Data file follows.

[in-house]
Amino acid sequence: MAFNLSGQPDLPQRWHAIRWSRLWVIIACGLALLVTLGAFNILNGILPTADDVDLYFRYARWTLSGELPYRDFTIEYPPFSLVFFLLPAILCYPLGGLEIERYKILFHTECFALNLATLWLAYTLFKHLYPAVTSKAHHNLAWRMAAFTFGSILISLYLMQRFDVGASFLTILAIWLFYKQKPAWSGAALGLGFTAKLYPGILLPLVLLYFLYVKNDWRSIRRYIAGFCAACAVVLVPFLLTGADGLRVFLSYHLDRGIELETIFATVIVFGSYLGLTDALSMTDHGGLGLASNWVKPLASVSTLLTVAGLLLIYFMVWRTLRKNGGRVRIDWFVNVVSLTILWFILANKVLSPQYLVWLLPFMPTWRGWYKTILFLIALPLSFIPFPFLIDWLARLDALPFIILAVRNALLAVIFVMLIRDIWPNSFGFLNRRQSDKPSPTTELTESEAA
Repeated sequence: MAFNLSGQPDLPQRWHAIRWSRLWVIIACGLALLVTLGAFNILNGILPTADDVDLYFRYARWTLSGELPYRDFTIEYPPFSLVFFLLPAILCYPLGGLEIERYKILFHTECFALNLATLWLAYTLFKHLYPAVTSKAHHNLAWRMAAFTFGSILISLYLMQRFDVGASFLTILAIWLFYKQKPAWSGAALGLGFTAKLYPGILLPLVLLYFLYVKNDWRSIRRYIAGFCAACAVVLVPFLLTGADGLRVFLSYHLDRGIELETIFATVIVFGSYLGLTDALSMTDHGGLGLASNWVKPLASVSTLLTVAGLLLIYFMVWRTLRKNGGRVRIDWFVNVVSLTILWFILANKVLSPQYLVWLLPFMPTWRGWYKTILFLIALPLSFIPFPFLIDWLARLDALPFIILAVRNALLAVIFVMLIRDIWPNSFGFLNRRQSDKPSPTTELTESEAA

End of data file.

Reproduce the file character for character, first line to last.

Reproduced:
[in-house]
Amino acid sequence: MAFNLSGQPDLPQRWHAIRWSRLWVIIACGLALLVTLGAFNILNGILPTADDVDLYFRYARWTLSGELPYRDFTIEYPPFSLVFFLLPAILCYPLGGLEIERYKILFHTECFALNLATLWLAYTLFKHLYPAVTSKAHHNLAWRMAAFTFGSILISLYLMQRFDVGASFLTILAIWLFYKQKPAWSGAALGLGFTAKLYPGILLPLVLLYFLYVKNDWRSIRRYIAGFCAACAVVLVPFLLTGADGLRVFLSYHLDRGIELETIFATVIVFGSYLGLTDALSMTDHGGLGLASNWVKPLASVSTLLTVAGLLLIYFMVWRTLRKNGGRVRIDWFVNVVSLTILWFILANKVLSPQYLVWLLPFMPTWRGWYKTILFLIALPLSFIPFPFLIDWLARLDALPFIILAVRNALLAVIFVMLIRDIWPNSFGFLNRRQSDKPSPTTELTESEAA
Repeated sequence: MAFNLSGQPDLPQRWHAIRWSRLWVIIACGLALLVTLGAFNILNGILPTADDVDLYFRYARWTLSGELPYRDFTIEYPPFSLVFFLLPAILCYPLGGLEIERYKILFHTECFALNLATLWLAYTLFKHLYPAVTSKAHHNLAWRMAAFTFGSILISLYLMQRFDVGASFLTILAIWLFYKQKPAWSGAALGLGFTAKLYPGILLPLVLLYFLYVKNDWRSIRRYIAGFCAACAVVLVPFLLTGADGLRVFLSYHLDRGIELETIFATVIVFGSYLGLTDALSMTDHGGLGLASNWVKPLASVSTLLTVAGLLLIYFMVWRTLRKNGGRVRIDWFVNVVSLTILWFILANKVLSPQYLVWLLPFMPTWRGWYKTILFLIALPLSFIPFPFLIDWLARLDALPFIILAVRNALLAVIFVMLIRDIWPNSFGFLNRRQSDKPSPTTELTESEAA